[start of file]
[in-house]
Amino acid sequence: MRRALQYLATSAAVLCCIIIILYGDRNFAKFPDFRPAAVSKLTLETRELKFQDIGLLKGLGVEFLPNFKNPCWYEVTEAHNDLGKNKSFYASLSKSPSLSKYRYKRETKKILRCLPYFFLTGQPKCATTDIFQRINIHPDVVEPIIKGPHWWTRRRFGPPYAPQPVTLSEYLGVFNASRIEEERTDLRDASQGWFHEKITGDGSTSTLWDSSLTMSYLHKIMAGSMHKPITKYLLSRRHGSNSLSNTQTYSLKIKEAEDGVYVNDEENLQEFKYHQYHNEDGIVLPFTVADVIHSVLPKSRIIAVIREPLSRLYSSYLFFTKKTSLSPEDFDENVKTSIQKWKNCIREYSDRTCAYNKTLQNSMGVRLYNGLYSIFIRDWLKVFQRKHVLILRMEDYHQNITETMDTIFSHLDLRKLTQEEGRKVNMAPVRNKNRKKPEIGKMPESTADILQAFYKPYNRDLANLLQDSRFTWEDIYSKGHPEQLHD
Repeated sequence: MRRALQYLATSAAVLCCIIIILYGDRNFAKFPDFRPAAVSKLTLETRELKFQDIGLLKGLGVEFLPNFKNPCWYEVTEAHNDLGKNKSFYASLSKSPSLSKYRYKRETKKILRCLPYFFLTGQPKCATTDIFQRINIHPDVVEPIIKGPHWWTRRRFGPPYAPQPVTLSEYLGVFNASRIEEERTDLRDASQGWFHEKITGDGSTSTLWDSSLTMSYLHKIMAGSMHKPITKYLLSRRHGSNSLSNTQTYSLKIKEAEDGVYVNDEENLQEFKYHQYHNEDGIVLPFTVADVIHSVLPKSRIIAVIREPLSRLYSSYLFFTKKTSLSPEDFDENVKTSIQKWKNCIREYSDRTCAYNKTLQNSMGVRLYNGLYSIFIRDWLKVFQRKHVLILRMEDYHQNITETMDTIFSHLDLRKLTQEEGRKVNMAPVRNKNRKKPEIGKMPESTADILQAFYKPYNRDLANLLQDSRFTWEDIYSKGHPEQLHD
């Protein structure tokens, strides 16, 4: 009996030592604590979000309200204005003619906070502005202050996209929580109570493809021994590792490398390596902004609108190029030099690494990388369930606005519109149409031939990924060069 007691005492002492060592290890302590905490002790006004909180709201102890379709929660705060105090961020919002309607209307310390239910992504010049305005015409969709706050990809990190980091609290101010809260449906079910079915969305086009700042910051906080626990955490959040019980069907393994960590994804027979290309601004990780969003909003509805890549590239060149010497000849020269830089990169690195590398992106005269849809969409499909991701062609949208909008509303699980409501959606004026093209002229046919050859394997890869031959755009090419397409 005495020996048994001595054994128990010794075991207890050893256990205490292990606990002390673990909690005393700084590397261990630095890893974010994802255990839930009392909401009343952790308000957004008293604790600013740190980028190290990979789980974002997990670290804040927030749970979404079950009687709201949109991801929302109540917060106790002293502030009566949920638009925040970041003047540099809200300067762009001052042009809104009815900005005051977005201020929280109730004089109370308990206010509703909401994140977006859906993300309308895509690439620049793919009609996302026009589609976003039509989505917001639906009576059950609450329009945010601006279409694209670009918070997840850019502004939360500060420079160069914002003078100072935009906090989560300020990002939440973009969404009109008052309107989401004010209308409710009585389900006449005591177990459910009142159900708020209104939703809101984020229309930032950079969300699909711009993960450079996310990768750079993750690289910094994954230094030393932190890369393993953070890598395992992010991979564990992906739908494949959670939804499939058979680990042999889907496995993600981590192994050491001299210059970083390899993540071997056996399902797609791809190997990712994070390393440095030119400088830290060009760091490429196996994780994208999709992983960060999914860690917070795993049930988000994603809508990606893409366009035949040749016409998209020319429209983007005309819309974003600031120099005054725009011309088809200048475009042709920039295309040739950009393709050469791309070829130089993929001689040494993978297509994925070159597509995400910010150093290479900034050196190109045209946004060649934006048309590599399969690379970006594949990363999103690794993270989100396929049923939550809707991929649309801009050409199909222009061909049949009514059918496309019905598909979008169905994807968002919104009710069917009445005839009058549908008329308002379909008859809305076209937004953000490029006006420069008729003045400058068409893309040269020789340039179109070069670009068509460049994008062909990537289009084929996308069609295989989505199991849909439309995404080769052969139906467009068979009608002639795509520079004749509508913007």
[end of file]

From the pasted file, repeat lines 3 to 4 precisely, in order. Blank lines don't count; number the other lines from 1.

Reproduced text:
Repeated sequence: MRRALQYLATSAAVLCCIIIILYGDRNFAKFPDFRPAAVSKLTLETRELKFQDIGLLKGLGVEFLPNFKNPCWYEVTEAHNDLGKNKSFYASLSKSPSLSKYRYKRETKKILRCLPYFFLTGQPKCATTDIFQRINIHPDVVEPIIKGPHWWTRRRFGPPYAPQPVTLSEYLGVFNASRIEEERTDLRDASQGWFHEKITGDGSTSTLWDSSLTMSYLHKIMAGSMHKPITKYLLSRRHGSNSLSNTQTYSLKIKEAEDGVYVNDEENLQEFKYHQYHNEDGIVLPFTVADVIHSVLPKSRIIAVIREPLSRLYSSYLFFTKKTSLSPEDFDENVKTSIQKWKNCIREYSDRTCAYNKTLQNSMGVRLYNGLYSIFIRDWLKVFQRKHVLILRMEDYHQNITETMDTIFSHLDLRKLTQEEGRKVNMAPVRNKNRKKPEIGKMPESTADILQAFYKPYNRDLANLLQDSRFTWEDIYSKGHPEQLHD
């Protein structure tokens, strides 16, 4: 009996030592604590979000309200204005003619906070502005202050996209929580109570493809021994590792490398390596902004609108190029030099690494990388369930606005519109149409031939990924060069 007691005492002492060592290890302590905490002790006004909180709201102890379709929660705060105090961020919002309607209307310390239910992504010049305005015409969709706050990809990190980091609290101010809260449906079910079915969305086009700042910051906080626990955490959040019980069907393994960590994804027979290309601004990780969003909003509805890549590239060149010497000849020269830089990169690195590398992106005269849809969409499909991701062609949208909008509303699980409501959606004026093209002229046919050859394997890869031959755009090419397409 005495020996048994001595054994128990010794075991207890050893256990205490292990606990002390673990909690005393700084590397261990630095890893974010994802255990839930009392909401009343952790308000957004008293604790600013740190980028190290990979789980974002997990670290804040927030749970979404079950009687709201949109991801929302109540917060106790002293502030009566949920638009925040970041003047540099809200300067762009001052042009809104009815900005005051977005201020929280109730004089109370308990206010509703909401994140977006859906993300309308895509690439620049793919009609996302026009589609976003039509989505917001639906009576059950609450329009945010601006279409694209670009918070997840850019502004939360500060420079160069914002003078100072935009906090989560300020990002939440973009969404009109008052309107989401004010209308409710009585389900006449005591177990459910009142159900708020209104939703809101984020229309930032950079969300699909711009993960450079996310990768750079993750690289910094994954230094030393932190890369393993953070890598395992992010991979564990992906739908494949959670939804499939058979680990042999889907496995993600981590192994050491001299210059970083390899993540071997056996399902797609791809190997990712994070390393440095030119400088830290060009760091490429196996994780994208999709992983960060999914860690917070795993049930988000994603809508990606893409366009035949040749016409998209020319429209983007005309819309974003600031120099005054725009011309088809200048475009042709920039295309040739950009393709050469791309070829130089993929001689040494993978297509994925070159597509995400910010150093290479900034050196190109045209946004060649934006048309590599399969690379970006594949990363999103690794993270989100396929049923939550809707991929649309801009050409199909222009061909049949009514059918496309019905598909979008169905994807968002919104009710069917009445005839009058549908008329308002379909008859809305076209937004953000490029006006420069008729003045400058068409893309040269020789340039179109070069670009068509460049994008062909990537289009084929996308069609295989989505199991849909439309995404080769052969139906467009068979009608002639795509520079004749509508913007």